Use programs as a template or foundation for structuring your training. Pay attention to the good and bad in a program, or more specifically what is helpful or not to you. For example, if you are weak on the bench and press and you are making progress from alternating them each training session, then you don’t need to drop them for weighted dips or push-press. But eventually just alternating the bench and press won’t be enough to continue progress. Another example is that the stock Starting Strength template would have you deadlifting every other session. If you’ve never lifted before and are weak, then this will be fine for 8 weeks or so. But eventually the frequency will need to drop to deadlifting once a week.
If I were structuring a generic novice’s training, their program would modify every 4 to 8 weeks to accommodate their progression. Since I’m not programming for all of you individually, you need to understand that you are allowed to make tweaks — it’s your program after all. Just don’t be stupid with your changes, and, as I stress in the Texas Method e-books, just make one small change at a time in a program instead of of revamping it entirely.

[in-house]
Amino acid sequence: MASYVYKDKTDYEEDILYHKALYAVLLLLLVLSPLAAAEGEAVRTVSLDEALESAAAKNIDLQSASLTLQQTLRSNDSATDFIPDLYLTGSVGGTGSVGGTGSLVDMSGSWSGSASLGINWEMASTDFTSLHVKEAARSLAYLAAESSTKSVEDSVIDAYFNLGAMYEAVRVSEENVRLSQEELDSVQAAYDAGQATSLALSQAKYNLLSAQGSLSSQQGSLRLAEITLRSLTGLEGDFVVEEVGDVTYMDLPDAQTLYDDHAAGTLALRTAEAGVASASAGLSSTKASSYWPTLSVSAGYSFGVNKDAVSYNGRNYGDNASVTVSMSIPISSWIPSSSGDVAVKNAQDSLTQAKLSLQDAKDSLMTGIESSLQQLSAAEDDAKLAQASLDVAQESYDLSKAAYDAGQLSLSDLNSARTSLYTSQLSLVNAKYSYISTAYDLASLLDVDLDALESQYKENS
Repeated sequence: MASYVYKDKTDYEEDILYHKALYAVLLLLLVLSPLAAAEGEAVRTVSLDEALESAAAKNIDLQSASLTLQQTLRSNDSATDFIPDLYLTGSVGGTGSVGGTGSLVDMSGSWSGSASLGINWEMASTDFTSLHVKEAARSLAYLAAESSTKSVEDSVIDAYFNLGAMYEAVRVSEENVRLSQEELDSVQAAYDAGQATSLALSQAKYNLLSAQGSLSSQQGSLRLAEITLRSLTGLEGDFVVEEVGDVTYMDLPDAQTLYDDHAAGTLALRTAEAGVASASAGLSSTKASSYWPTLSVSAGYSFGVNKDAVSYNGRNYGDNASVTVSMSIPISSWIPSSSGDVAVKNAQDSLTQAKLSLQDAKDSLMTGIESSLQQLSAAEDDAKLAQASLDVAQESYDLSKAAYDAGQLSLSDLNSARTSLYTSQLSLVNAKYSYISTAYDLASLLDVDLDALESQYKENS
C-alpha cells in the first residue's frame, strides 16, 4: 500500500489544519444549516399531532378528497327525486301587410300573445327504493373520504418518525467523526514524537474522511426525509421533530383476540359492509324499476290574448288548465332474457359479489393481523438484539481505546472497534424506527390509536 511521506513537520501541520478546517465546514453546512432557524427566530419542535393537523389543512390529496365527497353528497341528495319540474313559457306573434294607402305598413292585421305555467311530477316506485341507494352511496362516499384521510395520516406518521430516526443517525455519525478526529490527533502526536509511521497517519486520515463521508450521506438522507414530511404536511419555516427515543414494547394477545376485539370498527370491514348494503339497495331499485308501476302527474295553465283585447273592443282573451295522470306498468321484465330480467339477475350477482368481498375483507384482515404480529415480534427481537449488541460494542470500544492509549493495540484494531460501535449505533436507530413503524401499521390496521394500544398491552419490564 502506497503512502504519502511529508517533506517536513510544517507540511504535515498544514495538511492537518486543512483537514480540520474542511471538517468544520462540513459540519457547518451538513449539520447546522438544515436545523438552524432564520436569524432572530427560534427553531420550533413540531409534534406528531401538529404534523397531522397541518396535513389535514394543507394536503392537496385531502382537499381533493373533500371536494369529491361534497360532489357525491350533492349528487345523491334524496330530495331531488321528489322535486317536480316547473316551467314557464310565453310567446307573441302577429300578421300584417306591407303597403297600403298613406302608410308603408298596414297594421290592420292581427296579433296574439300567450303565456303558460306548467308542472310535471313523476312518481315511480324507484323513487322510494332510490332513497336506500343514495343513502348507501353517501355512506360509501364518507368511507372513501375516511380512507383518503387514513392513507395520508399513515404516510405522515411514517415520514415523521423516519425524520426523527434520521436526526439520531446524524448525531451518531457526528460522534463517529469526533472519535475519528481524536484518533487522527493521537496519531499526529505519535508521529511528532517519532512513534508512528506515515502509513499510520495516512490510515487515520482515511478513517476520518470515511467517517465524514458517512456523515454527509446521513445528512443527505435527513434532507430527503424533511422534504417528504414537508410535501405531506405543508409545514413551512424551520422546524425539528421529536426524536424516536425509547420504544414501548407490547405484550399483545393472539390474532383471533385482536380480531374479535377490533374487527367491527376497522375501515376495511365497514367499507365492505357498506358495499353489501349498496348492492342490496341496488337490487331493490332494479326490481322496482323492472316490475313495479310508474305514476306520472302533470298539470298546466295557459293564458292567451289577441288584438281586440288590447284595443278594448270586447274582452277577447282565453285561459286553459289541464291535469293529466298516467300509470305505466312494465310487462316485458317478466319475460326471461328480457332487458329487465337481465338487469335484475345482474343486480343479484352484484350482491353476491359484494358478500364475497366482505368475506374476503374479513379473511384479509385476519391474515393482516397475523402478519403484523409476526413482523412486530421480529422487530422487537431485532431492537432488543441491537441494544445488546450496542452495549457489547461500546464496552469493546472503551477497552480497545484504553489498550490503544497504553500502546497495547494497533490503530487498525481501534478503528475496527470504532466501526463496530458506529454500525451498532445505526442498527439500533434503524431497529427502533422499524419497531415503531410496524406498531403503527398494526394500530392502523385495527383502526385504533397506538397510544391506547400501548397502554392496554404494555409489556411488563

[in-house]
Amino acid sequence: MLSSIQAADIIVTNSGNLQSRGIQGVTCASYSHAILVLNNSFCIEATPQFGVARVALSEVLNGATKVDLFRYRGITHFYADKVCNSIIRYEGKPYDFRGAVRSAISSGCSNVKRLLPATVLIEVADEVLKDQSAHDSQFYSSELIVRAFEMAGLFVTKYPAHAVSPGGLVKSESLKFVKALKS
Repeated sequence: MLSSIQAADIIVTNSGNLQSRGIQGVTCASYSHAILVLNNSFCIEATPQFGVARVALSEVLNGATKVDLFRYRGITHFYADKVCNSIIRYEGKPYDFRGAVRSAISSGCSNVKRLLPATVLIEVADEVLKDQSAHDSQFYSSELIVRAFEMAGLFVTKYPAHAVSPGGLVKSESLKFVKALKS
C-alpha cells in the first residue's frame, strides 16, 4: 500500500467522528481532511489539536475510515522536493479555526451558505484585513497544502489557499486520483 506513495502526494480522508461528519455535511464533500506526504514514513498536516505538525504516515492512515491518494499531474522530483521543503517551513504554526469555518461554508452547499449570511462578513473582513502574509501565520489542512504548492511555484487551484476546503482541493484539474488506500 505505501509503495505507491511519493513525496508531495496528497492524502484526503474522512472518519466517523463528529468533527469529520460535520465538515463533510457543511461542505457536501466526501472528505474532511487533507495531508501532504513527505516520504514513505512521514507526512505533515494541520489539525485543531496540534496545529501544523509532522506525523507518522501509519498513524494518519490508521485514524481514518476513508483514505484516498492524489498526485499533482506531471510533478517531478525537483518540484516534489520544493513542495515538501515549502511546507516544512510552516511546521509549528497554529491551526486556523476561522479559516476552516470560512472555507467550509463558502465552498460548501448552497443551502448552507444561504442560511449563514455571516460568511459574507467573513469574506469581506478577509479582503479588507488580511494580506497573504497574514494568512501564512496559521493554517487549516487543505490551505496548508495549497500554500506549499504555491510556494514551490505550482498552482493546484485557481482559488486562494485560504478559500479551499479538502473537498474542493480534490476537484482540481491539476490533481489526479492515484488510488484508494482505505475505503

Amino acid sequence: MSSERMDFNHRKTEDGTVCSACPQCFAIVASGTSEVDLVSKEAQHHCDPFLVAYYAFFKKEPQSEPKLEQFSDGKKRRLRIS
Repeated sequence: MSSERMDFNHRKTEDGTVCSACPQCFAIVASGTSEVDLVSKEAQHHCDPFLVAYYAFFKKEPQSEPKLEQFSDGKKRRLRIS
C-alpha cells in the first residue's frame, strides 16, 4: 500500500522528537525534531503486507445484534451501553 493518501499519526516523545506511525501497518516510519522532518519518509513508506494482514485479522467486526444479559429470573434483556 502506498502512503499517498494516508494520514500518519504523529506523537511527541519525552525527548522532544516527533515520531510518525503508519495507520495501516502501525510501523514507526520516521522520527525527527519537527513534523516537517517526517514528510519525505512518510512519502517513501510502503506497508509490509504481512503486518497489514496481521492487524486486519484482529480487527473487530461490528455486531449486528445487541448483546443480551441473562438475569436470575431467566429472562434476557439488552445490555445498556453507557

I try to teach basic principles through this website, but you can learn a lot about programming by reading the Texas Method books or FIT (which is basically a manual on programming strength and conditioning). I honestly feel that reading both Practical Programming and FIT creates an excellent foundation on how to program (and not just because I authored one and know the authors of the other).
It’s hard to wade through bullshit online, but try and take advice from people that not only have success with their programming, but regularly teach and challenge your knowledge of it. Develop a working understanding of physiology and how it adapts to training stress. Consider the stress/adaptation relationship when looking at your own programming. And for gods’ sakes, don’t feel like you’re trapped in a program.